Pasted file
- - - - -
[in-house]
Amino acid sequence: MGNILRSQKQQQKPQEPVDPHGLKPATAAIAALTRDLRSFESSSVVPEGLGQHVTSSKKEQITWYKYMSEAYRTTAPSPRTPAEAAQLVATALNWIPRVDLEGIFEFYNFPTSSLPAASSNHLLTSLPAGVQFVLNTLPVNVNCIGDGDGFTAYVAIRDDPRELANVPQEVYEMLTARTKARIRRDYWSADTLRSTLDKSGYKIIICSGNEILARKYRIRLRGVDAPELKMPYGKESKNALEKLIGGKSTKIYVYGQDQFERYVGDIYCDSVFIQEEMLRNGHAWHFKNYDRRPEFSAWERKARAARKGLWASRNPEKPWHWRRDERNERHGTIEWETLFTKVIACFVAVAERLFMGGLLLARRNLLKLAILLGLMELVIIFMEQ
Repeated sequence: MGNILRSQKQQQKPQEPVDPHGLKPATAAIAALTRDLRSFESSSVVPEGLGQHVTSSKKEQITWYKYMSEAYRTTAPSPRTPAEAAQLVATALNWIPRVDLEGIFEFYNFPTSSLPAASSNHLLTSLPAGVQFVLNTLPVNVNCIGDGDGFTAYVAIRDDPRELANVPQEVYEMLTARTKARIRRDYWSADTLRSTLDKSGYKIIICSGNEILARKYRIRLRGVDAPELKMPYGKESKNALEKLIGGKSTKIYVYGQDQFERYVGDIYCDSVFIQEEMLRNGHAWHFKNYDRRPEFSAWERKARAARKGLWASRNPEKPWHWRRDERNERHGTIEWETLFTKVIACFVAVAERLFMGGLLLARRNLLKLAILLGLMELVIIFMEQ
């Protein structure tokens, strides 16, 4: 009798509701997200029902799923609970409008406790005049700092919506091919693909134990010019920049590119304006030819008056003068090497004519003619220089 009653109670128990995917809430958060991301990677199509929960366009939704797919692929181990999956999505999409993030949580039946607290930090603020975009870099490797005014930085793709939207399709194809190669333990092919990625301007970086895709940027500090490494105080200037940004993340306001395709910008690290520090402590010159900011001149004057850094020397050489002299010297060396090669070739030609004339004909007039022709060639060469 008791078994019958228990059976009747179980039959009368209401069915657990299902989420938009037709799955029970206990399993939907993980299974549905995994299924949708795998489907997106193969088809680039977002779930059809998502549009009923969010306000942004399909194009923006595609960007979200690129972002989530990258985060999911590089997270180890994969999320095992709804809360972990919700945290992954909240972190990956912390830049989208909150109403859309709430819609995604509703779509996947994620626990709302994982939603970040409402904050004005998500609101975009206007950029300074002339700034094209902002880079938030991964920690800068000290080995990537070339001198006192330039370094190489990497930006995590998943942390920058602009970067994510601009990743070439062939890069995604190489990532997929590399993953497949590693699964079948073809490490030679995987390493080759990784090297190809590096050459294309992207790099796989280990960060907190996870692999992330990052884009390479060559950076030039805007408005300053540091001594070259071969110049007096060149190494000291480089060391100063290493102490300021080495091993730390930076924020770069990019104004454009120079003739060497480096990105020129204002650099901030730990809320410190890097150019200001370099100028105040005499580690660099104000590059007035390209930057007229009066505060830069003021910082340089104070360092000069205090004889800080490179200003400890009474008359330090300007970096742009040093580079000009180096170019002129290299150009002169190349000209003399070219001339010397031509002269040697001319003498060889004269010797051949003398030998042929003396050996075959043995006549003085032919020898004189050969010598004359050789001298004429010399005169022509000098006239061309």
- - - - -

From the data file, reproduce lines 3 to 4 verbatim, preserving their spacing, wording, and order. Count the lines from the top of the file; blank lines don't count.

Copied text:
Repeated sequence: MGNILRSQKQQQKPQEPVDPHGLKPATAAIAALTRDLRSFESSSVVPEGLGQHVTSSKKEQITWYKYMSEAYRTTAPSPRTPAEAAQLVATALNWIPRVDLEGIFEFYNFPTSSLPAASSNHLLTSLPAGVQFVLNTLPVNVNCIGDGDGFTAYVAIRDDPRELANVPQEVYEMLTARTKARIRRDYWSADTLRSTLDKSGYKIIICSGNEILARKYRIRLRGVDAPELKMPYGKESKNALEKLIGGKSTKIYVYGQDQFERYVGDIYCDSVFIQEEMLRNGHAWHFKNYDRRPEFSAWERKARAARKGLWASRNPEKPWHWRRDERNERHGTIEWETLFTKVIACFVAVAERLFMGGLLLARRNLLKLAILLGLMELVIIFMEQ
């Protein structure tokens, strides 16, 4: 009798509701997200029902799923609970409008406790005049700092919506091919693909134990010019920049590119304006030819008056003068090497004519003619220089 009653109670128990995917809430958060991301990677199509929960366009939704797919692929181990999956999505999409993030949580039946607290930090603020975009870099490797005014930085793709939207399709194809190669333990092919990625301007970086895709940027500090490494105080200037940004993340306001395709910008690290520090402590010159900011001149004057850094020397050489002299010297060396090669070739030609004339004909007039022709060639060469 008791078994019958228990059976009747179980039959009368209401069915657990299902989420938009037709799955029970206990399993939907993980299974549905995994299924949708795998489907997106193969088809680039977002779930059809998502549009009923969010306000942004399909194009923006595609960007979200690129972002989530990258985060999911590089997270180890994969999320095992709804809360972990919700945290992954909240972190990956912390830049989208909150109403859309709430819609995604509703779509996947994620626990709302994982939603970040409402904050004005998500609101975009206007950029300074002339700034094209902002880079938030991964920690800068000290080995990537070339001198006192330039370094190489990497930006995590998943942390920058602009970067994510601009990743070439062939890069995604190489990532997929590399993953497949590693699964079948073809490490030679995987390493080759990784090297190809590096050459294309992207790099796989280990960060907190996870692999992330990052884009390479060559950076030039805007408005300053540091001594070259071969110049007096060149190494000291480089060391100063290493102490300021080495091993730390930076924020770069990019104004454009120079003739060497480096990105020129204002650099901030730990809320410190890097150019200001370099100028105040005499580690660099104000590059007035390209930057007229009066505060830069003021910082340089104070360092000069205090004889800080490179200003400890009474008359330090300007970096742009040093580079000009180096170019002129290299150009002169190349000209003399070219001339010397031509002269040697001319003498060889004269010797051949003398030998042929003396050996075959043995006549003085032919020898004189050969010598004359050789001298004429010399005169022509000098006239061309």